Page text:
Learning Debian GNU/LinuxBy Bill McCarty
1st Edition September 1999
1-56592-705-2, Order Number: 7052
360 pages, $34.95 , Includes CD-ROM
This chapter helps you install, configure, and use the X Window System (often known simply as X). Once X is up and running, you can choose how to start X. This chapter explains your options and also gives some tips on optimizing the performance of X.
X is the standard graphical user interface for Linux. Like other graphical user interfaces such as Microsoft Windows and Mac OS, X lets you interact with programs by using a mouse (or other pointing device) to point and click, providing a simple means of communicating with your computer.
Originally implemented as a collaborative effort of Digital Equipment Corporation and Massachusetts Institute of Technology, X was first released in 1987. Subsequently, the X Consortium, Inc. became responsible for the continued development and publication of X.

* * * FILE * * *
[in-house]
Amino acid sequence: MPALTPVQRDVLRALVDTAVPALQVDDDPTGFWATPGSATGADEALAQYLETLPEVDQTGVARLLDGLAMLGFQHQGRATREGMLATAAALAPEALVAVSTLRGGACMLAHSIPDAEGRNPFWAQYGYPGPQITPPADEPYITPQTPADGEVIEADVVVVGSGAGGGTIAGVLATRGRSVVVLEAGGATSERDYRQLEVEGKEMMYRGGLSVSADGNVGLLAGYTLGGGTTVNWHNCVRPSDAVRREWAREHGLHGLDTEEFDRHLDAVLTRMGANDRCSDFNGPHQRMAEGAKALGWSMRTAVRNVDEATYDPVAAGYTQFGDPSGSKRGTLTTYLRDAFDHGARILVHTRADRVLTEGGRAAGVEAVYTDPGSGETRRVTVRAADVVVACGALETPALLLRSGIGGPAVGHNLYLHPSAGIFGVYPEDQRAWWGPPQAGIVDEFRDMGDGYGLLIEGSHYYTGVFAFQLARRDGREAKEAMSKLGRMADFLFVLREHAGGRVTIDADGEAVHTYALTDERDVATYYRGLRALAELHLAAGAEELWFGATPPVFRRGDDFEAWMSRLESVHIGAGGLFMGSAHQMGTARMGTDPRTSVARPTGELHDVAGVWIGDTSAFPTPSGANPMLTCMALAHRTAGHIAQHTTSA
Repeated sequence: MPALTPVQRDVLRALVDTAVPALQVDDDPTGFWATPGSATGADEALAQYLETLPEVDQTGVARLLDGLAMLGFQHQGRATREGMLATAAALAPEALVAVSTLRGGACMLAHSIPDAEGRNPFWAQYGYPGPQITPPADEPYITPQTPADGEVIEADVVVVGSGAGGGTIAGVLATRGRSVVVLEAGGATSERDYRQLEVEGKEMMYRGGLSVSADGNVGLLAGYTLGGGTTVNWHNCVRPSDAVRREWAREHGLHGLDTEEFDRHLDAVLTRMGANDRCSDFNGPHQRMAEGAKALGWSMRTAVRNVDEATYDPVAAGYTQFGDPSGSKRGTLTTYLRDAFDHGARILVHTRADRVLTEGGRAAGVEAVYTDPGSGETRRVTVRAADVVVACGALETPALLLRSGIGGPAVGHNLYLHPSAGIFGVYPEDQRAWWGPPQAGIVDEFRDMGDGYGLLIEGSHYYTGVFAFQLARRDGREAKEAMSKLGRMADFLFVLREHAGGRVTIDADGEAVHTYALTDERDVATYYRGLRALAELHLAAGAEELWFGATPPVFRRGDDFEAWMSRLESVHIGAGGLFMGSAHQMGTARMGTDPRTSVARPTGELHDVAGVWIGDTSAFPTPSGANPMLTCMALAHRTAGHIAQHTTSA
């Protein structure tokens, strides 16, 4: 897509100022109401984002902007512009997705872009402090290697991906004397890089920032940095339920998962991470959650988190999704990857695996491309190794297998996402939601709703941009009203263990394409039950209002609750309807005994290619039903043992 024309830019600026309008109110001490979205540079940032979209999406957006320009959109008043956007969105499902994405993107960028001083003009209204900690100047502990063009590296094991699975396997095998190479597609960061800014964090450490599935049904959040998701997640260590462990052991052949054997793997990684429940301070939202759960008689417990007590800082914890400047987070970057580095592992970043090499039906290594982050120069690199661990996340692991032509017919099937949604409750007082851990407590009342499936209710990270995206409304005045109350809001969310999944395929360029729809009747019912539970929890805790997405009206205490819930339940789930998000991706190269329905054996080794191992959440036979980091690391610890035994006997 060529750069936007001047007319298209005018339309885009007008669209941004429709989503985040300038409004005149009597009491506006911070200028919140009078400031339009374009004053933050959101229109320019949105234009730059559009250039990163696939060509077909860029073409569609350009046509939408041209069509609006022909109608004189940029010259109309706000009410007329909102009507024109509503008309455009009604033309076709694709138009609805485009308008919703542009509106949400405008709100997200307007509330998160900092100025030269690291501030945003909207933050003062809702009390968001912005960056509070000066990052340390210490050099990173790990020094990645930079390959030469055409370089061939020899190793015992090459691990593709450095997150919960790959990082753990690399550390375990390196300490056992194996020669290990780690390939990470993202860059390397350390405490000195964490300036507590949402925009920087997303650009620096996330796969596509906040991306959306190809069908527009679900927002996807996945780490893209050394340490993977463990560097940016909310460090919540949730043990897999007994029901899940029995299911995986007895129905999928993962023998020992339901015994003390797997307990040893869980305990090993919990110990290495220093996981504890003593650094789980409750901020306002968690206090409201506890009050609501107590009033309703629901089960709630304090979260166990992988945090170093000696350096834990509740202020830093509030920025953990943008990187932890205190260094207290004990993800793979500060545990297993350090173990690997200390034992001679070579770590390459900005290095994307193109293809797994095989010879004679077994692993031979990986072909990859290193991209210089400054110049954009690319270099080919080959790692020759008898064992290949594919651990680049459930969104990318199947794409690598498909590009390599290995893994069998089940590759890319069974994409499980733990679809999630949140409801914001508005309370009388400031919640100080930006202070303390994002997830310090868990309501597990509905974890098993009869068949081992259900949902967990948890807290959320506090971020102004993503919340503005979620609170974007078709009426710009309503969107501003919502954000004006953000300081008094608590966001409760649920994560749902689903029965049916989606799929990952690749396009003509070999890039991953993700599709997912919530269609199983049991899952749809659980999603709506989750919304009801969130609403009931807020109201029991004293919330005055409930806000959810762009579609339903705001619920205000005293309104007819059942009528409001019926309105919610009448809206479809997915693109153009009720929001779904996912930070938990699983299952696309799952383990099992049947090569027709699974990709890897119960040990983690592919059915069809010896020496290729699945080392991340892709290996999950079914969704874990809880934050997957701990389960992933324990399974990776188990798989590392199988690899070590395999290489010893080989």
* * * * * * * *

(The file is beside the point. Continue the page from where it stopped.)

Despite its age, X is a remarkable and very modern software system: a cross-platform, network-oriented graphical user interface. It runs on a wide variety of platforms, including essentially every variety of Unix. X Clients are available for use, for example, under Windows 3.x, 9x, and NT. The sophisticated networking capabilities of X let you run a program on one computer while viewing the graphical output on another computer, connected to the first via a network. With the advent of the Internet, which interconnected a sizable fraction of the computers on the planet, X achieved a new height of importance and power.
Most Linux users run XFree86, a freely available software system compatible with X. XFree86 was developed by the XFree86 software team, which began work in 1992. In 1994, The XFree86 Project assumed responsibility for ongoing research and development of XFree86.
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